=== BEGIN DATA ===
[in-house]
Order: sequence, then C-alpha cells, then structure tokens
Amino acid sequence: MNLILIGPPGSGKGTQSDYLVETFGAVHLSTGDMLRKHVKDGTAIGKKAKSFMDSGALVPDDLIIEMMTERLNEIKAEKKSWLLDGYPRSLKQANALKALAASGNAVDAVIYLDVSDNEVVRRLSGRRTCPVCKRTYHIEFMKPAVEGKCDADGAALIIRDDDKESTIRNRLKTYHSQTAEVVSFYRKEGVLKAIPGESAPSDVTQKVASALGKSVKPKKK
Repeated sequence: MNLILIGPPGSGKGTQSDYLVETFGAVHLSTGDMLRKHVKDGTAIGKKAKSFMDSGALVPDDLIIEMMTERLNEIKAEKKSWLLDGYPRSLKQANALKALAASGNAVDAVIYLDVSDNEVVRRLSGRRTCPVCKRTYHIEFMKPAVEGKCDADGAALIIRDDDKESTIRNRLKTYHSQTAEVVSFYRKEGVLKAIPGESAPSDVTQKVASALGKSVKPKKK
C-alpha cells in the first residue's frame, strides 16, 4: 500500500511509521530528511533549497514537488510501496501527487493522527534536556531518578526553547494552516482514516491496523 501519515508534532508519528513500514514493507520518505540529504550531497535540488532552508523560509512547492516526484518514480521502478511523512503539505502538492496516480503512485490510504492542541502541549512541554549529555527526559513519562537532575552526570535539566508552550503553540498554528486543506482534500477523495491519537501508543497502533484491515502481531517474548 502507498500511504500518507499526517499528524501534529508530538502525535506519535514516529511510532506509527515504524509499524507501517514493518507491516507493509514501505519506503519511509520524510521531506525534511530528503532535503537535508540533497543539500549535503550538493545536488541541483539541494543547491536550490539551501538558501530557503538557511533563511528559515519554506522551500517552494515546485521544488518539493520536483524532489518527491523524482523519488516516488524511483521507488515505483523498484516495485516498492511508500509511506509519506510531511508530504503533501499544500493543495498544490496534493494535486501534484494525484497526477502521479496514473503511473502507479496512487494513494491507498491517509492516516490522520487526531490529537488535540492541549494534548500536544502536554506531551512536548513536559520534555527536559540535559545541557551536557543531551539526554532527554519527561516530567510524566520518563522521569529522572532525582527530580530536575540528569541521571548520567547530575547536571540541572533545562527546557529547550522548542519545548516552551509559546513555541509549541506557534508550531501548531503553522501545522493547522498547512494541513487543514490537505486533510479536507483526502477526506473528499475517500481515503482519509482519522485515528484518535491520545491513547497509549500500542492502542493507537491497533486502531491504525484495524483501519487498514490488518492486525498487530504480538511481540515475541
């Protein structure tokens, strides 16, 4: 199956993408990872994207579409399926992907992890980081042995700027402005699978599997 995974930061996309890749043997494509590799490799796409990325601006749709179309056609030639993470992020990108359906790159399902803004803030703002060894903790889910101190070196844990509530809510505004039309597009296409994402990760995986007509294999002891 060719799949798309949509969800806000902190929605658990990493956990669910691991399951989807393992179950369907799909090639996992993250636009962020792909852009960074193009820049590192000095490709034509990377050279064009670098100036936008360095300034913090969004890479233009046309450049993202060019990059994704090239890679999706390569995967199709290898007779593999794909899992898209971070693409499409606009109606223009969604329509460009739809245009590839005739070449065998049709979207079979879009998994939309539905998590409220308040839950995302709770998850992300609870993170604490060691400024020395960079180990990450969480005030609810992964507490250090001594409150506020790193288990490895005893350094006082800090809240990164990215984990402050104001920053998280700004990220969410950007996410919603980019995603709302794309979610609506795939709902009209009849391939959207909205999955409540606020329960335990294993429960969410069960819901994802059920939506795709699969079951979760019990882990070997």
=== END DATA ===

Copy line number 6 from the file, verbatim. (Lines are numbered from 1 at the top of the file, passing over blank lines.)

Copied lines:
């Protein structure tokens, strides 16, 4: 199956993408990872994207579409399926992907992890980081042995700027402005699978599997 995974930061996309890749043997494509590799490799796409990325601006749709179309056609030639993470992020990108359906790159399902803004803030703002060894903790889910101190070196844990509530809510505004039309597009296409994402990760995986007509294999002891 060719799949798309949509969800806000902190929605658990990493956990669910691991399951989807393992179950369907799909090639996992993250636009962020792909852009960074193009820049590192000095490709034509990377050279064009670098100036936008360095300034913090969004890479233009046309450049993202060019990059994704090239890679999706390569995967199709290898007779593999794909899992898209971070693409499409606009109606223009969604329509460009739809245009590839005739070449065998049709979207079979879009998994939309539905998590409220308040839950995302709770998850992300609870993170604490060691400024020395960079180990990450969480005030609810992964507490250090001594409150506020790193288990490895005893350094006082800090809240990164990215984990402050104001920053998280700004990220969410950007996410919603980019995603709302794309979610609506795939709902009209009849391939959207909205999955409540606020329960335990294993429960969410069960819901994802059920939506795709699969079951979760019990882990070997």